Companies advertising ransomware recovery services often simply pay the attackers their ransom demand in exchange for the decryption keys, an investigation into the sector has revealed.
A former employee at Proven Data Recovery of Elmsford, New York, tells ProPublica that the firm “regularly made ransom payments to SamSam hackers over more than a year.”
Instead of using specialized decryption tools, as one would imagine, the company (and others like it) resorted to simply paying the attackers to decrypt the data, according to Jonathan Storfer, who worked at Proven Data Recovery.
The firm hasn’t always been very transparent about its practices, but it does openly admit to paying ransomware demands as a last resort. From the company’s website:
“Our goal as one of the first companies to become involved with Ransomware recovery is to restore business functionality as soon as possible while preventing future ransomware occurrences. Whether it’s reverse engineering the malware, restoring from backups, or as a last resort option paying the ransom, we’re standing by to get you up and running as soon as possible.”
MosterCloud is another example offered in the ProPublica report. Despite professing to use its own data recovery technology, the Florida-based firm pays ransoms, “sometimes without informing victims such as local law enforcement agencies,” according to the report.
Like Proven Data Recovery, MonsterCloud charges victims fees that exceed the actual ransom amounts. Both firms also use aliases for their workers in communicating with victims.
Some players in the ransomware recovery industry are very open about their practices:
“In contrast to Proven Data and MonsterCloud, several other firms, such as Connecticut-based Coveware, openly help clients regain computer access by paying attackers. They assist victims who are willing to pay ransoms but don’t know how to deal in bitcoin or don’t want to contact hackers directly. At the same time, Coveware seeks to deter cybercrime by collecting and sharing data with law enforcement and security researchers, CEO Bill Siegel said.”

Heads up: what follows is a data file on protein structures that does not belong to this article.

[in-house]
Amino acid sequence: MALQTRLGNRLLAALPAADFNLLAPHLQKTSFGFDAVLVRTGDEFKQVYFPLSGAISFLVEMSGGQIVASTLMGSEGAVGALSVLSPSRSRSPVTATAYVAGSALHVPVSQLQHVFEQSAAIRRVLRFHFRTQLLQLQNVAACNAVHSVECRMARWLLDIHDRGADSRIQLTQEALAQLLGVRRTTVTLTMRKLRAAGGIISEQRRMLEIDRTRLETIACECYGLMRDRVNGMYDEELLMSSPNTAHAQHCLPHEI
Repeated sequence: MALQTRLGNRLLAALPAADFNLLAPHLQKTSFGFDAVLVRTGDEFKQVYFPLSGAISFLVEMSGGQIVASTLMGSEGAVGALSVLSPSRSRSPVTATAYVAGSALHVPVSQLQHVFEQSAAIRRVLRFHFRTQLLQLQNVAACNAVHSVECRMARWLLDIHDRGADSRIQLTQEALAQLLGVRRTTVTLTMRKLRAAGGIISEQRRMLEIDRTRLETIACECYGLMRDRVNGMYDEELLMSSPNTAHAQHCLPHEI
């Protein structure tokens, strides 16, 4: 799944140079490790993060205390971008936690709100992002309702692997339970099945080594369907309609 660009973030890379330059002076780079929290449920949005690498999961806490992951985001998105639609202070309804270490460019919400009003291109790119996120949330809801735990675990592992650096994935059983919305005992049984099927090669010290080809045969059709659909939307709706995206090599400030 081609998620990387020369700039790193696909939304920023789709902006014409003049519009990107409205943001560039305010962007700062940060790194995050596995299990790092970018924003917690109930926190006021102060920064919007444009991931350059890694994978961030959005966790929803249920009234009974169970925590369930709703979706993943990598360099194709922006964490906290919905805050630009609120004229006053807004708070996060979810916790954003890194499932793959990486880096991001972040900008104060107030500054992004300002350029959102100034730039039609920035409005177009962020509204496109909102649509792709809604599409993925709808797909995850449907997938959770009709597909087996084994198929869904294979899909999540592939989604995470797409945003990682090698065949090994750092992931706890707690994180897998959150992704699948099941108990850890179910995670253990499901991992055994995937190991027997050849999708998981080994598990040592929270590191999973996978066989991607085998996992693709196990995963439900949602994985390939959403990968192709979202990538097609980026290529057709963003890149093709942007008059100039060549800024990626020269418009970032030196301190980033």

Proven Data Chief Executive Victor Congionti defends the practice. He says it’s easy to blame those who give in to a ransomware attack, but, when it’s your data, your business, and potential lives at stake, it’s not so black and white.
“It is easy to take the position that no one should pay a ransom in a ransomware attack because such payments encourage future ransomware attacks,” he said. “It is much harder, however, to take that position when it is your data that has been encrypted and the future of your company and all of the jobs of your employees are in peril. It is a classic moral dilemma.”
It’s an even bigger moral predicament when one realizes that many ransomware operators, such as those behind the SamSam ransomware strain, are essentially enemy states.
“Since some victims are public agencies or receive government funding, taxpayer money may end up in the hands of cybercriminals in countries hostile to the U.S. such as Russia and Iran,” the report notes.
Investigators said the practice underscores the lack of options for ransomware victims, including the failure of law enforcement to catch or deter attackers.
As we’ve said before on this blog, the best option to prevent a ransomware infection is just that – to keep it from happening in the first place. Keep regular, offline backups of your most sensitive, business-critical data in case disaster strikes.